The Opening Day of Climate Week NYC also saw the launch of RE100, a new ambitious campaign to help multinationals on their journey to 100% renewable power across their global operations. “The transition to a low carbon economy will not be successful without a paradigm shift in the way we power our planet. That shift needs to gather pace rapidly but also be conducted in a pragmatic way,” said Philip Ryan, Chairman of Swiss Re Americas and Founding Partner of RE100. “RE100 is a significant step in the right direction and has huge potential to succeed because it helps companies do what makes both business sense and what increasingly their customers, investors and employees are asking of them.”
Throughout the day, new low carbon commitments from business were unveiled. Gabi Zedlmayer, Vice President and Chief Progress Officer of HP, announced that HP has set a new goal to reduce the emissions intensity of its product portfolio by 40% by 2020 compared to 2010 levels: “Building on our previously stated goals to reduce GHG emissions across our operations and within our supply chain, this new product goal will help HP and our customers worldwide reduce carbon impacts, creating a better future for everyone.”
Sir Richard Branson, CEO and Founder of the Virgin Group said. “It makes better business sense than ever to ensure we end the destruction of our natural resources and reduce our carbon output. We need business to play its role – but also partner with others to help change the rules. Together we can take on the biggest challenge and opportunity of our lifetimes.”
“If we are going to meet the challenge of limiting global warming to only 2C then we need to align our carbon reduction efforts to that level”, added Niall Dunne, Chief Sustainability Officer of BT. “This is why at BT we have set a science-based target and have helped develop the methodology for other organizations to use. We already use 100% renewable electricity in the UK and we’re increasingly using our technology to make better use of resources and cut carbon emissions, across our entire value chain.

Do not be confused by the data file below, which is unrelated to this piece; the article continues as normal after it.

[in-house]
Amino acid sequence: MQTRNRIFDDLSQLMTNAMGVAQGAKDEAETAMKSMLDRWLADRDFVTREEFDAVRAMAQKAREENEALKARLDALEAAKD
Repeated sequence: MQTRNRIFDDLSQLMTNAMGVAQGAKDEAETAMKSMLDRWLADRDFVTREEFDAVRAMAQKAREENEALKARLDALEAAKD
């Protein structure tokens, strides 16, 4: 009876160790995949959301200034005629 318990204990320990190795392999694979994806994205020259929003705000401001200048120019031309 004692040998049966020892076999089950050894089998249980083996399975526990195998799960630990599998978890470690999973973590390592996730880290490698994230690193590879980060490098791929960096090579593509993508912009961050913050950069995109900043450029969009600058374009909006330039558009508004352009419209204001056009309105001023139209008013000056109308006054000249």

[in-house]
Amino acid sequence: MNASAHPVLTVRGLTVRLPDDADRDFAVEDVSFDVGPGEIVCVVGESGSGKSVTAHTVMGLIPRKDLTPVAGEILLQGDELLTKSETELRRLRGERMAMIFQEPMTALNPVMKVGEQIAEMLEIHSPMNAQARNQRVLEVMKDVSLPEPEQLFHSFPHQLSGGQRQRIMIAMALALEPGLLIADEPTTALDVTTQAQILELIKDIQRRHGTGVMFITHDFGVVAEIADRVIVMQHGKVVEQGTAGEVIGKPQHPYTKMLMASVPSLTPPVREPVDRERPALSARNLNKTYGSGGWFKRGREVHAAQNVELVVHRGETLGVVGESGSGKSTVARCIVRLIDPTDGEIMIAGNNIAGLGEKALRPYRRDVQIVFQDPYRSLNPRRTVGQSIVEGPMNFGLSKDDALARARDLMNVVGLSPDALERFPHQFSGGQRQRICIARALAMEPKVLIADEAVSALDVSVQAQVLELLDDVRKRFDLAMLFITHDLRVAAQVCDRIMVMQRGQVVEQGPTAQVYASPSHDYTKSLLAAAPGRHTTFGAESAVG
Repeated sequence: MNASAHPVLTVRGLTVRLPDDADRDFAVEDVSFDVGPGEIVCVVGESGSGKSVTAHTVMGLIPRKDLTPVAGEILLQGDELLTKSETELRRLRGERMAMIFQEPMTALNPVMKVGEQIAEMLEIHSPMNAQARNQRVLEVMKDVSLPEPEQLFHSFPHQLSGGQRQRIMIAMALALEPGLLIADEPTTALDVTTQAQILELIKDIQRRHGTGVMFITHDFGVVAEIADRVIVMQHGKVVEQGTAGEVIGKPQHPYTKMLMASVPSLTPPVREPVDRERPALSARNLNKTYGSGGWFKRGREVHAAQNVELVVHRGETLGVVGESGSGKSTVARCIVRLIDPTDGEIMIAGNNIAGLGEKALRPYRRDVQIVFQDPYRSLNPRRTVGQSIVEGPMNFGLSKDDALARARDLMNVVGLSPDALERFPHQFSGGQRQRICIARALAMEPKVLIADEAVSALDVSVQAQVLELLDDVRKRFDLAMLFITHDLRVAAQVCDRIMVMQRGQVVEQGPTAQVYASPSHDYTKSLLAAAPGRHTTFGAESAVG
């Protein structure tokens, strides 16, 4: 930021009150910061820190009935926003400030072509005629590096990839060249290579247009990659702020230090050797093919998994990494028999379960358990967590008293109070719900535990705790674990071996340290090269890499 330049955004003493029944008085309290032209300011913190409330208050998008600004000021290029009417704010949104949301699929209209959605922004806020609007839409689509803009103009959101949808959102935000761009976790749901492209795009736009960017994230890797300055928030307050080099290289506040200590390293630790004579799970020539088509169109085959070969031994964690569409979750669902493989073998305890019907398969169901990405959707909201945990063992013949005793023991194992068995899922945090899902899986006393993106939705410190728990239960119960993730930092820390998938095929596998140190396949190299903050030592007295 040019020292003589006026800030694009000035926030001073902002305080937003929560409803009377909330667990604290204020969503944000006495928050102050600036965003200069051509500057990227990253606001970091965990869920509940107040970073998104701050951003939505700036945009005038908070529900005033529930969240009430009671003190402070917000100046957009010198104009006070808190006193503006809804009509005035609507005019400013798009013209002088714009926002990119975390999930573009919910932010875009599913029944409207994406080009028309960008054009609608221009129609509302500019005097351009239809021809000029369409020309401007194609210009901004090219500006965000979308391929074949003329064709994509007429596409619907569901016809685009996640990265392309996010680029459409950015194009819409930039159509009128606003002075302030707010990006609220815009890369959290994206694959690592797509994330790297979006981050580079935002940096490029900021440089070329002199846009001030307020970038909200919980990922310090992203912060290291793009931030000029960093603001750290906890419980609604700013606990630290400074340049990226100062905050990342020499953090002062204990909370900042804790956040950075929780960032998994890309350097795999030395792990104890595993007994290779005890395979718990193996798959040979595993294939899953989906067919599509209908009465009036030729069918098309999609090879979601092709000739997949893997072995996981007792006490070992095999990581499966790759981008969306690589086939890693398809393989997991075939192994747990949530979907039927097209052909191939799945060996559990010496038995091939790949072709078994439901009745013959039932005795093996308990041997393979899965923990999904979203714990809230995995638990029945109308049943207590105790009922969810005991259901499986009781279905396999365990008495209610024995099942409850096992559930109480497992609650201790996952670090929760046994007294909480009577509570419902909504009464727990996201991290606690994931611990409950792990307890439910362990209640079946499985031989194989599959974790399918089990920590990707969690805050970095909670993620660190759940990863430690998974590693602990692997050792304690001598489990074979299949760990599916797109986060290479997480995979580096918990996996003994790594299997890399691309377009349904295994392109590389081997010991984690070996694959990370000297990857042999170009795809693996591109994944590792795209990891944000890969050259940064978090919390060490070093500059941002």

Clean energy growth
Mark Kenber, CEO of The Climate Group, convenor of Climate Week NYC, said: “The clean energy and technology sectors are driving growth and job creation at a far more rapid rate than the rest of the economy. This is where our best hope for recovery and continued prosperity now lies. The major acceleration in investment here shows this is where smart business is heading.”
Paul Simpson, CEO of CDP, co-convenor of the Opening Day of Climate Week NYC, said: “What is compelling leading companies to act on climate change is not just the risks that they face but the understanding that taking action can deliver financial returns. The prospect of securing a low carbon, profitable future relies however on the decisions we make today. Governments, cities and the business community need to urgently grasp the ambition we are starting to see and help to turn it into a reality.”
The Governor of Vermont (USA), the Premier of Québec (Canada), the mayors of Copenhagen (Denmark) and Rio de Janeiro (Brazil) discussed the leadership of sub-national governments in rolling out innovative low carbon policies with proven results. Philippe Couillard, Premier of Québec and Co-Chair of The Climate Group States & Regions Alliance, said: “We are agents of change committed to impactful global climate action which generates important economic development opportunities and new green economy jobs driven by innovation and creativity. Governments like ours play an essential role as policy innovators, experimenting with and proving the success of new climate policy models.”
A new report from The Climate Group States & Regions Alliance, members of which govern 313 million people and represent 11% of global GDP, shows how state and regional governments around the world are moving forward to develop a new generation of innovative climate and energy policies that will shape the future climate policy landscape.
The Opening Day of Climate Week NYC also highlighted the threats that climate change poses to security around the world in a discussion between military chiefs from Bangladesh, the UK and the US. “Climate Change is a national security issue,” said Brigadier General Stephen A. Cheney, CEO of the American Security Project and an Ambassador of The Climate Group. “Our changing climate is a catalyst for instability around the world, it will lead to more catastrophic weather events in our homeland, and will require substantial changes to our military installations throughout the world – all of which will place a heavy burden on our men and women in uniform. These costs and implications should be taken into account at the highest level.”